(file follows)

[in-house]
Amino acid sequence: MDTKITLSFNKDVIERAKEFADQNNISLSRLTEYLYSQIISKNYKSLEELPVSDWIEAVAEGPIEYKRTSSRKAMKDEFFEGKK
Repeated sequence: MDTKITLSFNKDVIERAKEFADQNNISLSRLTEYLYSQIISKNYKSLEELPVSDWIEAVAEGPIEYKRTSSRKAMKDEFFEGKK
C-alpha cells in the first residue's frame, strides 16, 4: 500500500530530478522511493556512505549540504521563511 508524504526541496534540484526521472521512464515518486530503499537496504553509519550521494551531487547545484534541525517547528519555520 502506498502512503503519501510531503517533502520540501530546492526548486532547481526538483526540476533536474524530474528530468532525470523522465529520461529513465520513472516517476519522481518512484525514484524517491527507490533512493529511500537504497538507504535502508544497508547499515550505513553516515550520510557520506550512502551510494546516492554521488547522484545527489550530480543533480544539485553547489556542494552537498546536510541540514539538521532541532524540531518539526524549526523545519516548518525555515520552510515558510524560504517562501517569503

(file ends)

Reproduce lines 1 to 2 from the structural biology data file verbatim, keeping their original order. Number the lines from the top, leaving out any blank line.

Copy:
[in-house]
Amino acid sequence: MDTKITLSFNKDVIERAKEFADQNNISLSRLTEYLYSQIISKNYKSLEELPVSDWIEAVAEGPIEYKRTSSRKAMKDEFFEGKK